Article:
My next read has been catching up on the Malazan Book of the Fallen series by Steven Erikson, I'm just over half way though Dust of Dreams at the moment. I'm looking forward to the concluding book in the series and all the Ian C. Esselmont stuff based in the same story world (already read the first two).

    It always seem to be a case of too many good books and not enough time, especially now I have a Kindle... Any time I see a Fantasy or Sci Fi book on sale I buy it and add to my ever increasing reading list. Doh. >_<
    • CommentTimeFeb 1st 2012
    Anoxia, does the Esselmont stuff really stack up next to the Erikson books? I mean, maybe if they're about particular characters I enjoy (oh man, a Tull Beddict/Bugg book?!) that might be worth it. But I'm generally not one of those expansionist-world-totalizing readers.
    That said, I'm just starting Reaper's Gale, finally, after a two-month hiatus and a Bonehunters re-read. So I am sort of Malazan-minded right now.

    Yesterday I started and finished Old Man's War by John Scalzi, which was a book-club-mention. Awesome book. A clever little Heinleinian romp, very funny. I'm always more interested in transhumanist/body-hack-y spec-fic than I am in aliens-and-spaceships spec-fic. So, thanks, whoever talked about it in here last year.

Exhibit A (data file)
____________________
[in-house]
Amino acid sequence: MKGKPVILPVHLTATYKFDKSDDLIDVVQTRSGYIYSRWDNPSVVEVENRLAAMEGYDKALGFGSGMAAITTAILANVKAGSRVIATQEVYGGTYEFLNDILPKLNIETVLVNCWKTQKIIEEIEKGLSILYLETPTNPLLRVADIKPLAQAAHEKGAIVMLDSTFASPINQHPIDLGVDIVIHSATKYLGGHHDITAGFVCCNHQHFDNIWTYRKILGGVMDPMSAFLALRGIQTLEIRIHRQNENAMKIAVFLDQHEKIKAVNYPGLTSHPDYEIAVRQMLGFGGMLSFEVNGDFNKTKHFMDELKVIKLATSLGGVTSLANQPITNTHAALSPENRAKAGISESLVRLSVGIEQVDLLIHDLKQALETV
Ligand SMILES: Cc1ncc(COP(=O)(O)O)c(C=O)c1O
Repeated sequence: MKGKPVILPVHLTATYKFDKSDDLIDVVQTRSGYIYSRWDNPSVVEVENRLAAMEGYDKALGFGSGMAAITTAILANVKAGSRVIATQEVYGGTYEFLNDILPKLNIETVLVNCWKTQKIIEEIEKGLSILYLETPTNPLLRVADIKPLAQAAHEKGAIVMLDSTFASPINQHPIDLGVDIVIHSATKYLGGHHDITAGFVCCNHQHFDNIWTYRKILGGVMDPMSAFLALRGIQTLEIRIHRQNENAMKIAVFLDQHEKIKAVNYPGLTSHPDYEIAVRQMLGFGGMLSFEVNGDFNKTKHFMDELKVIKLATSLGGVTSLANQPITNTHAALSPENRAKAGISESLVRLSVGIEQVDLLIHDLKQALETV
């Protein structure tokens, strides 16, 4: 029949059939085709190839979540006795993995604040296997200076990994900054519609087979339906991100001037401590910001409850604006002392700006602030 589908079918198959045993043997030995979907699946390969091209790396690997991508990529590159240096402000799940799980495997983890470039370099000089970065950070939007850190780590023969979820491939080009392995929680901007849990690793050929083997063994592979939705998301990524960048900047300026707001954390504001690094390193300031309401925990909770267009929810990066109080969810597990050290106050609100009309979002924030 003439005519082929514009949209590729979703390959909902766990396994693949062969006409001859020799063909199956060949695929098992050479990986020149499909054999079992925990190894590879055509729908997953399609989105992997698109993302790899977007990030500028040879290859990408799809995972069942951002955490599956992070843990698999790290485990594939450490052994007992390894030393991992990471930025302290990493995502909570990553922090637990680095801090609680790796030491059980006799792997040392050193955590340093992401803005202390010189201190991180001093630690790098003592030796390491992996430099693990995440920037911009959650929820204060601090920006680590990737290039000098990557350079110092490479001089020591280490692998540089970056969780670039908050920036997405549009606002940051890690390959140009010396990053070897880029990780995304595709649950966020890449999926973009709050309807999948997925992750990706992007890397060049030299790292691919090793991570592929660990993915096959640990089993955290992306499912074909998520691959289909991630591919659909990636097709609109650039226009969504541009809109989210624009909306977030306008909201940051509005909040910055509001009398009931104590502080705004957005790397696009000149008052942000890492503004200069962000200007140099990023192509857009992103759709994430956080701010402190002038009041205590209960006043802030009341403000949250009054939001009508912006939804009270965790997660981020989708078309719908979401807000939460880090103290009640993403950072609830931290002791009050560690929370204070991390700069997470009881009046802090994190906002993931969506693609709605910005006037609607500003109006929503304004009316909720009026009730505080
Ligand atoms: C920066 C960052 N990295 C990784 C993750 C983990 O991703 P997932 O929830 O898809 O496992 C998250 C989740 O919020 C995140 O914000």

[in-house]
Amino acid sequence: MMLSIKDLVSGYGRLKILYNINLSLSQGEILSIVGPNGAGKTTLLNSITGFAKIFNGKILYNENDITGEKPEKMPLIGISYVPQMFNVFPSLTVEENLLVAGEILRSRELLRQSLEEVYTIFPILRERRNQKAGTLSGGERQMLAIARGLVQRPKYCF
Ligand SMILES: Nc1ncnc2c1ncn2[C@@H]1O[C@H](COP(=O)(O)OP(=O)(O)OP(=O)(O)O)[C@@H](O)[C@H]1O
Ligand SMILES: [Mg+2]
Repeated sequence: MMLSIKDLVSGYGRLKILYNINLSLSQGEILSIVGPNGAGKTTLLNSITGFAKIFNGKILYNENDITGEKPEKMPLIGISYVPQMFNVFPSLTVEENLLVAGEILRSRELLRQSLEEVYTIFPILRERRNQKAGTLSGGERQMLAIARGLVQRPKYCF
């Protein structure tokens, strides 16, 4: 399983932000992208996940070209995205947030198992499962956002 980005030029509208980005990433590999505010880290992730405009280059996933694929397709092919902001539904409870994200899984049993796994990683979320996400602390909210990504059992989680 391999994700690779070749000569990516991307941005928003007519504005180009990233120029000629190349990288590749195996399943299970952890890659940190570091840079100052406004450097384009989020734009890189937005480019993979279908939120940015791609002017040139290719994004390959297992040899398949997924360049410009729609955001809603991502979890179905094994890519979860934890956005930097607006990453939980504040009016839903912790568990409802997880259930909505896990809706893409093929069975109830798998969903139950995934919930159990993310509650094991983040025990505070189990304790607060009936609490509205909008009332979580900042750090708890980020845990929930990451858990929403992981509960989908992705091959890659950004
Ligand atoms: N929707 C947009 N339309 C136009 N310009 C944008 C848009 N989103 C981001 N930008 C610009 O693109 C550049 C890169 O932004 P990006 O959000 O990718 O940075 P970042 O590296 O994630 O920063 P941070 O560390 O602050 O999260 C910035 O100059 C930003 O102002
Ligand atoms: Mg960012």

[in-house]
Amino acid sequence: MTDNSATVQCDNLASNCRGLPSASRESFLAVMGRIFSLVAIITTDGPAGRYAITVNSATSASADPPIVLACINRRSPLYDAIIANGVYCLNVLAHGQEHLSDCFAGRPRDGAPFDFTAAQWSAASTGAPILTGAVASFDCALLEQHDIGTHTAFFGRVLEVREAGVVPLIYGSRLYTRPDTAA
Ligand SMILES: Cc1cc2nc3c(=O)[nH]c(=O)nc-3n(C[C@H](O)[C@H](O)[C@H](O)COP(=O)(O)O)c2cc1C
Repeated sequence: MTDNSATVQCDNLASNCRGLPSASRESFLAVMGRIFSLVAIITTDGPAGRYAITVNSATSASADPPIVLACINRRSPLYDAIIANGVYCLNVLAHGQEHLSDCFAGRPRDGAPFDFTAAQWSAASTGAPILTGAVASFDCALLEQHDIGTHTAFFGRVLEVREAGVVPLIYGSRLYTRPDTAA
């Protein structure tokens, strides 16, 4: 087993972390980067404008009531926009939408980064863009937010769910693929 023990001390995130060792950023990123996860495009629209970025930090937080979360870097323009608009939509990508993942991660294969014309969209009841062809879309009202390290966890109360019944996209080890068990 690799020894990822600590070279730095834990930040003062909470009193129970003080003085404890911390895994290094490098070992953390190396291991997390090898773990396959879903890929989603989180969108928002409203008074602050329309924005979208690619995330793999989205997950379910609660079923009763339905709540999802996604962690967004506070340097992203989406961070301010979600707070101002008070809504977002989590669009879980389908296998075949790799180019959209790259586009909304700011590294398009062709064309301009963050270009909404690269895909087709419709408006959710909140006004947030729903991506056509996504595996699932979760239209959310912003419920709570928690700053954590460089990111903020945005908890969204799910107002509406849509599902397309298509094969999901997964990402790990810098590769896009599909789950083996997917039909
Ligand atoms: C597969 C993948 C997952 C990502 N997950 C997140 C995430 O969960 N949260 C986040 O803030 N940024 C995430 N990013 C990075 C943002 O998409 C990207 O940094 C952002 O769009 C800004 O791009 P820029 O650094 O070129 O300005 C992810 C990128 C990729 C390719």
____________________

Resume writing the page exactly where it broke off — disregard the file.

• CommentAuthorflecky
    • CommentTimeFeb 1st 2012 edited
    Yeah.Starting to feel the Lovecraft thing.

    If you live/lived in London(or not) i can't recommend Moorcock's MOTHER LONDON and KING OF THE CITY enough.

    Freakin' Stormbringer as a electric guitar :)
    • CommentTimeFeb 1st 2012
    @Flecky: Thank you muchly, and I'm glad you're warming up to Lovecraft. I'm curious which of the shorter stories you dug into first.

    @Allana: I read the first 3 of the (I think)4 Old Man's War universe books this past year. I think the latter books in the series maintain and even surpass the first novel. The Ghost Brigades has much more of a focus on transhumanist themes, while The Last Colony is more colonization/politically focused. And now I have to go find out what the 4th book is about.

    On a couple friends' recommendations I downloaded the Hunger Games, it's fairly brutal for a YA novel. It keeps hitting all the beats I expect to, I'm hoping the ending surprises me. Predictability aside, I'm enjoying it.
    • CommentAuthorflecky
    • CommentTimeFeb 1st 2012 edited
    @J.Brennan:The Dreams in the Witch-House,The Statement of Randolph Carter,The Silver Key,Through the Gates of the Silver Key...

    Going to do The Dream-Quest of Unknown Kadath and then,finally,go back to At the Mountains of Madness.

    I may have some more shorts in some old pulps but not too sure.

    Not related(at all):I respect Kindle and other forms of tablet reading;i imagine it's great for when your travelling etc. but,for me,you can't beat paperbacks and hardbacks.I love the way you bond with them and the guilty pleasure of collecting them when you've finished devouring them.Plus it's always nice to pass them on to a friend etc.

    And then there's the smell...